Jesus dismisses something more intimate than the dream of world peace in these words. Even our most intimate relationships, even family, can be divided by the gospel. He pictures for us a small Jewish family with a father, a mother, a son, and a daughter. The son has married, and in ancient tradition, he and his wife live in his parents’ household. His sister is unmarried and lives at home, too.

To our modern minds, married children living with their parents might sound like a recipe for division in the family. But that is not the way it was in Jesus’ day. This was a generally accepted and usually workable arrangement. In this case, however, the younger generation is divided against the older: father-son, mother-daughter, mother-in-law – daughter-in-law. The reason for the division is Jesus himself.

Does that make sense? Doesn’t our Lord promote family values? Doesn’t he teach children to obey their parents, parents to love their children, and husbands and wives to be committed to each other? Doesn’t that make families stronger?

Yes, but what happens when a new generation stops believing in him? Some of you may have suffered this sad experience. Relationships cool. Priorities, morals, and values change. Urging church attendance or talking religion is perceived as unwelcome meddling or even hostile judging. Not peace, but division.

On the other hand, what happens when a new generation is the first to know Jesus? Christian missionaries can tell you that new converts are often shunned by their parents and grandparents. They have abandoned the old gods and betrayed the family traditions. Not peace, but division.

So why does our Savior trouble us with such unpleasant possibilities? He is teaching us something about the cost of discipleship. Believing in Jesus is free. He does not charge us for forgiveness, heaven, or any other gift that comes with salvation. We are saved by this grace.

But after we follow him in faith, there is a certain price we pay by being his disciples. This is not a price we pay to him. It is not a price we pay to purchase what he has to offer. It is a price we pay in the suffering and sacrifice that come along with being on his side.

When I attend one of my children’s athletic events, there may be no admission charge involved. But there is a certain price I pay in time and exposure to the elements. Maybe I come home soaked by rain or sunburned.

Jesus does not charge admission to follow him, but doing so may expose us to any number of unpleasant experiences. These include the division of our families and friends. It may alienate our children, drive away a potential mate, offend a friend or colleague, or upset a parent. Would that price be too high for us? Does he really have first place in our hearts if it comes to a choice between him or them?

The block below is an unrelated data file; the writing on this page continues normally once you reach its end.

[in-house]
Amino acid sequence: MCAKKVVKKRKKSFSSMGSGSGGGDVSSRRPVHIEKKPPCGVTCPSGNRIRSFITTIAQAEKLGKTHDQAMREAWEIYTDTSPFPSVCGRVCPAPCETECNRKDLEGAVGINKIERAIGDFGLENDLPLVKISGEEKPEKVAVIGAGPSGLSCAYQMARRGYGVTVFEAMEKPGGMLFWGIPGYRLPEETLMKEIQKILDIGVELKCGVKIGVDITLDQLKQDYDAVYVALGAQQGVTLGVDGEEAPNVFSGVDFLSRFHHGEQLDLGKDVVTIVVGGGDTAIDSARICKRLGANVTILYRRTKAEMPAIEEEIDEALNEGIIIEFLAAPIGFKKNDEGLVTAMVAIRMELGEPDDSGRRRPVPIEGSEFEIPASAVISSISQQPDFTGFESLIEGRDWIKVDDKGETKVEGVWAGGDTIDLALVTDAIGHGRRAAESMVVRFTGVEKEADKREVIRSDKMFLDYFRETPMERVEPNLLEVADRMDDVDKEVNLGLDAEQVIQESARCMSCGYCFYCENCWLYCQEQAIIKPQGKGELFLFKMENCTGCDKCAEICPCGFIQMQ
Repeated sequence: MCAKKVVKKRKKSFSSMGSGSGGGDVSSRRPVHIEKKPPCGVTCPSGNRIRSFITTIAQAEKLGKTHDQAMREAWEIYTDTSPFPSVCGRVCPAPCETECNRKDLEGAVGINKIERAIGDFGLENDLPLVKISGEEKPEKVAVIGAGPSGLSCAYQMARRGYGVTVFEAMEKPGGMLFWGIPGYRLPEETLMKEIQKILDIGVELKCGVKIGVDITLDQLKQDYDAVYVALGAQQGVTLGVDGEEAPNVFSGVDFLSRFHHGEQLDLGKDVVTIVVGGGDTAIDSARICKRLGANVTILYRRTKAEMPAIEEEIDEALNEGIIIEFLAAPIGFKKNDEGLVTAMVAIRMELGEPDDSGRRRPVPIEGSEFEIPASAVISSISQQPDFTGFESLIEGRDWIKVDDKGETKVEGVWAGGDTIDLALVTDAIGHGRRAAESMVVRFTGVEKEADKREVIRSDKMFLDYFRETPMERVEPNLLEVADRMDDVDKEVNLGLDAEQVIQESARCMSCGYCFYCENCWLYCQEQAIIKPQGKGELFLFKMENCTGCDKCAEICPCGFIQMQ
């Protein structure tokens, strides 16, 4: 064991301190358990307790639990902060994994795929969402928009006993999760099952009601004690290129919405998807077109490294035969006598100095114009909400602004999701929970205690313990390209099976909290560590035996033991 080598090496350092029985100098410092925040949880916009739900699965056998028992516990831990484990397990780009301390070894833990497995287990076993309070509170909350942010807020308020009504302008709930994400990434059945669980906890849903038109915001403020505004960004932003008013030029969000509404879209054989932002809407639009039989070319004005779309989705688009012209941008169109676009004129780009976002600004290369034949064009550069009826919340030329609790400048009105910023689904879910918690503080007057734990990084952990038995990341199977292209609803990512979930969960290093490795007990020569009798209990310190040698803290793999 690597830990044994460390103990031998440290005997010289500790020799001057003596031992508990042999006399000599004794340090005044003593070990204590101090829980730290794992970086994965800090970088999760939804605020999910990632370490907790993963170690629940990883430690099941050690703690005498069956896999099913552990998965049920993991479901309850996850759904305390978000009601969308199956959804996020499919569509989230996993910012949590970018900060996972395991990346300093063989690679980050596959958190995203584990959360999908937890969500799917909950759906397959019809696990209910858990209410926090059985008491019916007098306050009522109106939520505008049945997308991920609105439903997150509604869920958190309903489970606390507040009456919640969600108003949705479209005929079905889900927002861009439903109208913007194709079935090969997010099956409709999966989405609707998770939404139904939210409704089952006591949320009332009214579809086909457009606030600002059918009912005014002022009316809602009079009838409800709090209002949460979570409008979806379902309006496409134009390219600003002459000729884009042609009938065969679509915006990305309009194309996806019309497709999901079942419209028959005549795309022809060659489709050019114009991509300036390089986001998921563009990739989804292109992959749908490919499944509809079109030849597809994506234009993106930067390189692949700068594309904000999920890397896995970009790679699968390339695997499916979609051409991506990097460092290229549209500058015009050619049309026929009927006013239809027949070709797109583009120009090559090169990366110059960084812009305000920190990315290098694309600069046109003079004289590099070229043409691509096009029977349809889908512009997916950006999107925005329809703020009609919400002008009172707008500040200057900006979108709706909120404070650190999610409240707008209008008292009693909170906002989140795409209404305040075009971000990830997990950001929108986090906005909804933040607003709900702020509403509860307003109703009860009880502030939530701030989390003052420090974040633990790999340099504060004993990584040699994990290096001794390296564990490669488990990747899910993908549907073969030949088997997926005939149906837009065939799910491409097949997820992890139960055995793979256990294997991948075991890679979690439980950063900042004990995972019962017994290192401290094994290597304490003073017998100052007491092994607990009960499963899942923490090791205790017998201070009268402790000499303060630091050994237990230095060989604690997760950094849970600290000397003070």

Jesus’ Other Baptism

Luke 12:50 “But I have a baptism to undergo, and how distressed I am until it is completed!”

Jesus had been baptized by John the Baptist long ago when he spoke these words. He was not referring to his baptism with water. Rather, Jesus sometimes uses the term baptism as a picture of intense suffering. Whippings, beatings, insults, and spit are going to be poured out on him. Enemies will surround him. His own blood will flow over him. Finally, death will cover him. Jesus’ words contemplate the suffering and death by which he freed us from sin and gave us the ultimate demonstration of God’s love.

Jesus’ own peace was disturbed by that contemplation: “…how distressed I am until it is completed!” Have you ever dreaded a painful experience you had to undergo– maybe a dental or medical procedure? Maybe you have contemplated the pain of hell, fire and torture that never ends, and the thought filled you with a shudder.

Of course, for you the pain of hell is just a hypothetical thing. Hell itself is real enough, but you are never going to experience it so long as you cling to Jesus. For him it was inevitable. If the torture of the cross wasn’t bad enough, he knew that he would suffer the full anguish of hell there for our sins. Every day brought him closer to this “baptism.” The anticipation was painful to think about.

But Jesus did not use his certainty of this future to avoid this baptism. He did not turn and run. He does not even wish it would never happen. He simply wishes that it were already done. Perhaps we could compare his anticipation to an expectant mother who dreads the pain of labor and delivery. Still, she so wants the child she will hold in her arms on the other side. She wishes it were already over.